When it comes to holding heat inside of a home, a standard arm-hung curtain rail without a pelmet or floor-length curtains is almost like having no curtain at all. Even the best thermal curtains are practically useless if air can flow uninhibited behind them from top to bottom. This is due to physics (Hurray Science!), and the inverse of a principle we learned in school: hot air rises.

Luckily, it does not take a physicist to figure out that if hot air rises, then cold air sinks. Now that we have the science sorted, on to a tale of loss, betrayal and ultimately sorrow.

The loss comes from warm, indoor air coming into contact with a cold pane of glass. Heat is conducted through the glass to the outdoors, leaving the indoor air colder than the air directly below it. This cold air sinks, creating negative pressure – or a vacuum – between the curtain and window, which pulls warm air from the ceiling down and against the cold glass. This air cools and sinks, causing another vacuum that pulls more warm air down from the ceiling.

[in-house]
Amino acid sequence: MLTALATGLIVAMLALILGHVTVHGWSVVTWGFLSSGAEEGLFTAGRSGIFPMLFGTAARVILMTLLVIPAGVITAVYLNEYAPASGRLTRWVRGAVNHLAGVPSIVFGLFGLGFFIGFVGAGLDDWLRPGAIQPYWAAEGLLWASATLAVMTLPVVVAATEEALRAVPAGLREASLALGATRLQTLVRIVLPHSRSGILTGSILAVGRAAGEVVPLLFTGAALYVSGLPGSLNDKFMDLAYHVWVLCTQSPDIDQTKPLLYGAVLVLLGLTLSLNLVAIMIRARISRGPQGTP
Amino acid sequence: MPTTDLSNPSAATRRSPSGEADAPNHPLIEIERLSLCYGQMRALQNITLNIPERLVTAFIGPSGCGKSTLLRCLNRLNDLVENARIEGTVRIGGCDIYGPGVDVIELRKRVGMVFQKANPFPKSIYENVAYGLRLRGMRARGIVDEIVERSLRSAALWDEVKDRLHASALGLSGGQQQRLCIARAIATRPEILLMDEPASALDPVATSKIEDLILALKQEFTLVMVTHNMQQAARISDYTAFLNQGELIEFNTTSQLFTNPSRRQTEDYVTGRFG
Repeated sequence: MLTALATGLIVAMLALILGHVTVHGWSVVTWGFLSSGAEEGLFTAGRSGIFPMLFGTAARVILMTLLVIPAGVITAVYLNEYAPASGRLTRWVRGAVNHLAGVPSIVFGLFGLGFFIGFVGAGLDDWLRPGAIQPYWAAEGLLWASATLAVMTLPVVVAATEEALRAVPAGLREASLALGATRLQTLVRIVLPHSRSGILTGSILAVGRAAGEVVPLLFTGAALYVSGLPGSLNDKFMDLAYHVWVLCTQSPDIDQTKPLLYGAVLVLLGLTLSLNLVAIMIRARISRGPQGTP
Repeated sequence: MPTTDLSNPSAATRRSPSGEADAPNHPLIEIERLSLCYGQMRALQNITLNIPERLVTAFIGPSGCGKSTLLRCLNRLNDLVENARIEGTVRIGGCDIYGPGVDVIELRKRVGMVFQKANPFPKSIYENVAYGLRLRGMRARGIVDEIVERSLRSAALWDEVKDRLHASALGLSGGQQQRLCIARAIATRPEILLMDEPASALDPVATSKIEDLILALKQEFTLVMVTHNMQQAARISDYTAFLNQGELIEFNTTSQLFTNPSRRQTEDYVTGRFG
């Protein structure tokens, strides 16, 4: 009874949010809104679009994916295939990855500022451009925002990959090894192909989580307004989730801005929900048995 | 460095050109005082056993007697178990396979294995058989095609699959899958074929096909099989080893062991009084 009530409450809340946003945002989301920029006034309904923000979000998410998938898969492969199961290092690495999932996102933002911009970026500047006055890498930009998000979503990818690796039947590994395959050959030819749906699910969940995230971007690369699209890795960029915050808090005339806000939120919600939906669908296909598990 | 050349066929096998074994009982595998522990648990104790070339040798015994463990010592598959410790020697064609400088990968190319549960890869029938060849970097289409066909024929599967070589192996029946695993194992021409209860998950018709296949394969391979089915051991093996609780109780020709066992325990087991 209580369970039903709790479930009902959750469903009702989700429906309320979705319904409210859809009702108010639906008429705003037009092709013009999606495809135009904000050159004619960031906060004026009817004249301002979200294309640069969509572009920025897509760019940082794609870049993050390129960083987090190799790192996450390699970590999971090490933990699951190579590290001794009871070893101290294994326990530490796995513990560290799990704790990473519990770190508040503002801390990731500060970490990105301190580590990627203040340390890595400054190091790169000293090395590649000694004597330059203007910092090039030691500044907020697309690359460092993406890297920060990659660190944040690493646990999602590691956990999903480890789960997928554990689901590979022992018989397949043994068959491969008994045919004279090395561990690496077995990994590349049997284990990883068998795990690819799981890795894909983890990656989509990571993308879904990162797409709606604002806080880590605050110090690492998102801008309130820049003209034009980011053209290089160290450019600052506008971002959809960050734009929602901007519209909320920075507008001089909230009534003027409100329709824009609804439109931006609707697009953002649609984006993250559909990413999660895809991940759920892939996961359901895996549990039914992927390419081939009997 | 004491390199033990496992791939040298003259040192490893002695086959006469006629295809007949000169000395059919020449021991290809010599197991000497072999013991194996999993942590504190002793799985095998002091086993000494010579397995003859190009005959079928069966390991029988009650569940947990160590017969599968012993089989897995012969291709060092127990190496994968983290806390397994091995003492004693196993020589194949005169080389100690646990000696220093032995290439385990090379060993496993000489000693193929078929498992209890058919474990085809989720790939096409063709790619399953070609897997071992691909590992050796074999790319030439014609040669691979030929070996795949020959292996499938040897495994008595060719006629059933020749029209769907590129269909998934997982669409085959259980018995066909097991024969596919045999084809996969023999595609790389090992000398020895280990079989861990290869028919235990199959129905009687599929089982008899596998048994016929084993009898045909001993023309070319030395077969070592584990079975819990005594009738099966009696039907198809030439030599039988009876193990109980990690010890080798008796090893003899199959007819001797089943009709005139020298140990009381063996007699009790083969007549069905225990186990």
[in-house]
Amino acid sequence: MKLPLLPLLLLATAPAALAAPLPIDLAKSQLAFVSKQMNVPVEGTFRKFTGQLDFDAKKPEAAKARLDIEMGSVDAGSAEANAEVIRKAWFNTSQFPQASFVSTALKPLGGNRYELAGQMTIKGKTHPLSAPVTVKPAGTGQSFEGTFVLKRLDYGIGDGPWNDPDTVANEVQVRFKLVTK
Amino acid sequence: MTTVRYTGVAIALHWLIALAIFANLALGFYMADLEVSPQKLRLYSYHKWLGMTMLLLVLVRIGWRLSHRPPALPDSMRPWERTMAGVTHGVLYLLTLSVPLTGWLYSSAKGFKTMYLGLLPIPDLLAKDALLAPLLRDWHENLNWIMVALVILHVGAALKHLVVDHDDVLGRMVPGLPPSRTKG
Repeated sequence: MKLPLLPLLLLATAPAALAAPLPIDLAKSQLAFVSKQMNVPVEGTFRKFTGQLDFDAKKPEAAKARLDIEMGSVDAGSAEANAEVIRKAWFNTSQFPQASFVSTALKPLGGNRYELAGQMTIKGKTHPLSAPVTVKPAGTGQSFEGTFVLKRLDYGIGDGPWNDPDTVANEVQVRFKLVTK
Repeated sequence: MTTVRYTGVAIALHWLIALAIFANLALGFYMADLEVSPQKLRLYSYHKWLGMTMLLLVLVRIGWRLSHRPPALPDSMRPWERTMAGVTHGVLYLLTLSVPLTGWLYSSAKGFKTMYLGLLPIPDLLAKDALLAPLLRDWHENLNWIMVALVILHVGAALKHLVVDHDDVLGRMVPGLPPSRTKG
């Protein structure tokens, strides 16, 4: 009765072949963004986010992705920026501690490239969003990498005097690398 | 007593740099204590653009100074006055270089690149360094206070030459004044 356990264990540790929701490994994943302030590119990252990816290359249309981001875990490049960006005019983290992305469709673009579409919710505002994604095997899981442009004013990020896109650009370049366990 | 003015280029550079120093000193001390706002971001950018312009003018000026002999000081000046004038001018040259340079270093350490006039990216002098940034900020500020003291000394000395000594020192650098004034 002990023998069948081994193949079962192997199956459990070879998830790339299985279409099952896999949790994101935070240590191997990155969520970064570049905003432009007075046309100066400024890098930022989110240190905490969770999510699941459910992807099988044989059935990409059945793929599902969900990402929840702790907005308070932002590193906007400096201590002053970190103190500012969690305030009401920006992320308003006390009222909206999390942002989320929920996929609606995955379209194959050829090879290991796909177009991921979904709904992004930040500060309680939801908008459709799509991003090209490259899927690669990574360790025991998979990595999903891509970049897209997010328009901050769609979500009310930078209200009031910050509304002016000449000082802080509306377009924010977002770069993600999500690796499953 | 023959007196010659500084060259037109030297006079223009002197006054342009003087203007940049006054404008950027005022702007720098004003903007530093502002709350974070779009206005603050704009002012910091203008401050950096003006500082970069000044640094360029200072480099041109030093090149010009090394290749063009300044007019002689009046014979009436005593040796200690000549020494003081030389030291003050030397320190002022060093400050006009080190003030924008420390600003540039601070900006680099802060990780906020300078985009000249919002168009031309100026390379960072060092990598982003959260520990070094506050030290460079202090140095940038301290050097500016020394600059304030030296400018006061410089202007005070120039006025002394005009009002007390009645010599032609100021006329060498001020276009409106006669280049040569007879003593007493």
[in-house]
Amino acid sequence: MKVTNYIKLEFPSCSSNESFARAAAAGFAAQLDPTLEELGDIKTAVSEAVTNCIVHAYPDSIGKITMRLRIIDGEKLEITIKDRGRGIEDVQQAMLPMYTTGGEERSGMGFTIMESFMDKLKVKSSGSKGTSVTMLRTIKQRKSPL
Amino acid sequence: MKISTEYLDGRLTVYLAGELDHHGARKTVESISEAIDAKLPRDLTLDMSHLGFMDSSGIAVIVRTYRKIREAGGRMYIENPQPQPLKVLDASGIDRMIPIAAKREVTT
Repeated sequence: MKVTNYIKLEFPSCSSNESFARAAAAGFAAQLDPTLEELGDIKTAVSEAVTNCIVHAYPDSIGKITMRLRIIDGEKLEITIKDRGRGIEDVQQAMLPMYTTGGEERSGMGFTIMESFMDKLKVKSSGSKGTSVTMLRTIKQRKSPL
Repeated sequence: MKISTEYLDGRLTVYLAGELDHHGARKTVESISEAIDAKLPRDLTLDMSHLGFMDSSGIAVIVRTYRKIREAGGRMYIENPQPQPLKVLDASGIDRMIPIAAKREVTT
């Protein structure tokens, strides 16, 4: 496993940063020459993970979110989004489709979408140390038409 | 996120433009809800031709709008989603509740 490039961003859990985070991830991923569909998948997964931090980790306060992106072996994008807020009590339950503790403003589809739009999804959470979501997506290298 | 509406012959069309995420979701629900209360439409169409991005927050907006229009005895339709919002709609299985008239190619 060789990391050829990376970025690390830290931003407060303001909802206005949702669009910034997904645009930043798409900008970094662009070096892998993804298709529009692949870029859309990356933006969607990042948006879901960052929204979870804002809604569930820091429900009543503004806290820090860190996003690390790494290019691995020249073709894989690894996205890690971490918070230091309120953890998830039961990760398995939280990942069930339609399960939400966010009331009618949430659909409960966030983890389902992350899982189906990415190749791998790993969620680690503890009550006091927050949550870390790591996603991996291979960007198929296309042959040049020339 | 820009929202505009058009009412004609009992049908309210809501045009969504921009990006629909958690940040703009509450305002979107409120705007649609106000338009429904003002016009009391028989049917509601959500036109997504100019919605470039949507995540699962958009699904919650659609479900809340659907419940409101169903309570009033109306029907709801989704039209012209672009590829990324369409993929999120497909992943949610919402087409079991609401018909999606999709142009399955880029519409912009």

Nek minit, a convection current ‘in reverse’ is flowing through the room, cooling it down every winter night of the year. Naturally, a sense of betrayal consumes the occupants of the room when they discover that the expensive thermal curtains they’ve purchased might just be useless! Shortly thereafter, the sense of betrayal turns to sorrow when they realize how long they have been needlessly losing heat and that they should have paid closer attention during physics class in school.

The two common ways to prevent the above from occurring were well-known to our grandparents: pelmets and/or floor-length curtains. Contrary to what most people believe, pelmets are not just a beautiful accessory to a well-appointed home; they are an energy-saving device. Form follows function.

However, due to advances in curtain-hanging technology of which our grandparents never dreamed, a third possibility now exists from preventing the dreaded convection current in reverse. Although I am unaware of the official name of this technology, I have come up with my own: Screw-it.

The Good